Learning from past mistakes is ironically what your brain has already accomplished if you find yourself consistently repeating the same bad choices and the pattern seems too easy or comfortable to change.
If you recognize that you are inviting problematic relationships into your life and are ready to stop, here are 5 steps for re-wiring your brain: It's essential that you discipline yourself to enter your own "head space detox place." Avoid time with or thoughts of the addictive and destructive relationship partner.
Your first few dates on the town are followed by excuses to stay in, at your home or his.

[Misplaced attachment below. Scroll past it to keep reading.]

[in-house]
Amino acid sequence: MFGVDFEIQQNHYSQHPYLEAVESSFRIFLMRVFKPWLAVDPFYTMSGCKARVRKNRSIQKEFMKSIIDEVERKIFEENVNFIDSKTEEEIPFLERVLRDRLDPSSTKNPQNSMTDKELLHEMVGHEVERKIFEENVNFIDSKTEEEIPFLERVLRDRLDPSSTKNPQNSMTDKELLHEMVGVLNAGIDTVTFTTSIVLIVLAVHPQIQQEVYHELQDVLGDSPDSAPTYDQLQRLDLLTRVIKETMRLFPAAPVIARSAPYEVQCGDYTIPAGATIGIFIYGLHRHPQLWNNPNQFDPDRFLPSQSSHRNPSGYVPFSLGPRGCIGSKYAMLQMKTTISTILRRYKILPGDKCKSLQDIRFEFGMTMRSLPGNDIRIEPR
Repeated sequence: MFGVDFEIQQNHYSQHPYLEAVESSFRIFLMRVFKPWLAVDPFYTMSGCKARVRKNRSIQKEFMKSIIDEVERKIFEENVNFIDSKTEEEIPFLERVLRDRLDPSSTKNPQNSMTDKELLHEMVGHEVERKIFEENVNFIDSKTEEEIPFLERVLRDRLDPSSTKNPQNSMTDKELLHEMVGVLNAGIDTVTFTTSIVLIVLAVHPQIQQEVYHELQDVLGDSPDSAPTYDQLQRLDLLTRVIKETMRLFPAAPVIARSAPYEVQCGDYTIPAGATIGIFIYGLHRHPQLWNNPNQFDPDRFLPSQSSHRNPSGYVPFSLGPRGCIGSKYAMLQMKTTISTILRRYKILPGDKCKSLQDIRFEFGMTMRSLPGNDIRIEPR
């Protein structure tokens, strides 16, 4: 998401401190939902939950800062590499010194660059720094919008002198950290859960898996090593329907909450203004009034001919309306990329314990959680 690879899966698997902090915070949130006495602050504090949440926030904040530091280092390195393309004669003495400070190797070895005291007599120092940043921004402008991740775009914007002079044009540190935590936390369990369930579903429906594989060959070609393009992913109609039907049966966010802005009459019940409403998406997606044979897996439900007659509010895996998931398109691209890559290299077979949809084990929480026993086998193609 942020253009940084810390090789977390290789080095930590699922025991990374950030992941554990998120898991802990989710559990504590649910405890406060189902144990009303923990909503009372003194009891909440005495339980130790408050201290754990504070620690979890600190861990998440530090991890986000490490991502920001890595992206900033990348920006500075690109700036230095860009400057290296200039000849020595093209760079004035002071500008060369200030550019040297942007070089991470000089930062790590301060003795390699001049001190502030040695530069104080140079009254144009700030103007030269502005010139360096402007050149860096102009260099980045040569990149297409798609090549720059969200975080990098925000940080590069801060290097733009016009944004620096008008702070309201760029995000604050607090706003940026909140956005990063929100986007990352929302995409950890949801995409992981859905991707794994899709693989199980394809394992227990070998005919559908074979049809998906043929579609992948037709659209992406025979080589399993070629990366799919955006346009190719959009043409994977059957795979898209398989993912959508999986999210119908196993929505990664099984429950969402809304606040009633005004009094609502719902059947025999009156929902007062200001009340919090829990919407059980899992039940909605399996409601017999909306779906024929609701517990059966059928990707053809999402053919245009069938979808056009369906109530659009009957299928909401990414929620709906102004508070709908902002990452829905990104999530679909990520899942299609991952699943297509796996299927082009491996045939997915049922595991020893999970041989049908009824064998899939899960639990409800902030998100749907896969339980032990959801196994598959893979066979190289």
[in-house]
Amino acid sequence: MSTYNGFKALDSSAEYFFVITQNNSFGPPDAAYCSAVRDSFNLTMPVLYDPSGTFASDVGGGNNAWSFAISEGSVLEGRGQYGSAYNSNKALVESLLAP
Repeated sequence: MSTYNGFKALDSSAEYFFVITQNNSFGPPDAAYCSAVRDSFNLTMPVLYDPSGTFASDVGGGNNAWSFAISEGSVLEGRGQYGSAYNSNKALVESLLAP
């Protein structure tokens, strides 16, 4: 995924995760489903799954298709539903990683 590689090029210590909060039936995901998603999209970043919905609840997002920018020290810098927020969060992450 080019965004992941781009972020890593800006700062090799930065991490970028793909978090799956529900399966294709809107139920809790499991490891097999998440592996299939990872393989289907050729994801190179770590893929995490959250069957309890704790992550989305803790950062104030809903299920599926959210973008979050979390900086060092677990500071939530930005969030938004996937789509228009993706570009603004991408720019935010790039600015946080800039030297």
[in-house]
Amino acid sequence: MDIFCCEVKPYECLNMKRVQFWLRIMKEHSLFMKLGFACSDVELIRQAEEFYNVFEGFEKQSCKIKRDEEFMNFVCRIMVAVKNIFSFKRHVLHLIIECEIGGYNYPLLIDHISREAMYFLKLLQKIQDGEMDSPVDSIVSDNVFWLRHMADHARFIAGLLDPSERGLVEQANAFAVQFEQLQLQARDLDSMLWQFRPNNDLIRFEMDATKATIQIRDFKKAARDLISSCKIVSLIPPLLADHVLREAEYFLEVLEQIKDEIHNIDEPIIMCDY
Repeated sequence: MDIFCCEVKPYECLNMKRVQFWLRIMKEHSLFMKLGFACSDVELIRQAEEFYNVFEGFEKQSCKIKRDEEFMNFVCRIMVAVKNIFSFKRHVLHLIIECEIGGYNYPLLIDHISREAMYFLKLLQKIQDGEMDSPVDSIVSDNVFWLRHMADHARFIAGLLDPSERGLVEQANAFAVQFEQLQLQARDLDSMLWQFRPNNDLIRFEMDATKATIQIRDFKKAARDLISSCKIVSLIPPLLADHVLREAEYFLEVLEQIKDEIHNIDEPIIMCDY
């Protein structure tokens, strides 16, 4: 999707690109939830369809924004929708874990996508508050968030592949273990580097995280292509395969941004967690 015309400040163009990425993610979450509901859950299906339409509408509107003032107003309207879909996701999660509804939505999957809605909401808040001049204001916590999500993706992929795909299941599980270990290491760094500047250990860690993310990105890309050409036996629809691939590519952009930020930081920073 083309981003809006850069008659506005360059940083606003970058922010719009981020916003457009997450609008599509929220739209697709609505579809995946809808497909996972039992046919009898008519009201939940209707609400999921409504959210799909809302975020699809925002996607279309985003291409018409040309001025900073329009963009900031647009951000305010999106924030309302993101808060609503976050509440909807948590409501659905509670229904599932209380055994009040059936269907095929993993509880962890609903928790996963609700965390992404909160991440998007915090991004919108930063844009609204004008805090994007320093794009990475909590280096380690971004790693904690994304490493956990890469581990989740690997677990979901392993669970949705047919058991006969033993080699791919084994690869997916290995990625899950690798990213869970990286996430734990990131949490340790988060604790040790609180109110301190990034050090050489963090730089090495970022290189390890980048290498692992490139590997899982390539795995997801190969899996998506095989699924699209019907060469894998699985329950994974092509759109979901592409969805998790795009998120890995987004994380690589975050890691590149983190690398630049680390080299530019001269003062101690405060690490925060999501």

Build new friendships, revisit past healthy passions – music, dancing, art, sports, and so on.You have to decide whether you want to feed the addiction or cut it out cold turkey.Studies of the brain show that addictions to processes (gambling, sex, and even unhealthy relationship dynamics) affect our brains the same as addictions to alcohol or drugs., expert relationship counselor Gregg Michaelsen describes three families of the Wrong clan – Users, Losers and Snoozers – and contrasts them with Mr.Right, a man you can link up with, if you are at your best. Right, initially giving you respect, attention, consideration, perhaps even charming your friends and family.They are a whopping 125 percent more likely to feel addicted than those from older generations.Not surprising, when you consider how much more active most of them are on dating apps.It seems that our brains are programmed more for “maintaining the status quo” than they are for “learning from past mistakes.” If you find yourself looking for reasons to end relationships that are relatively stable and free of major stress in order to pursue relationships that promise drama, anxiety, and doubt, you may be addicted to bad relationships.Whether this is a product of a traumatic childhood or something that just shows up in adulthood, the power of the addiction can be hard to tame.Letting go of negative patterns, though, does get easier with time – and with perspective that can only come from distance – you retrain your brain to equate healthy with good and healthy with right.### Be a part of a new research study exploring adult sibling relationships.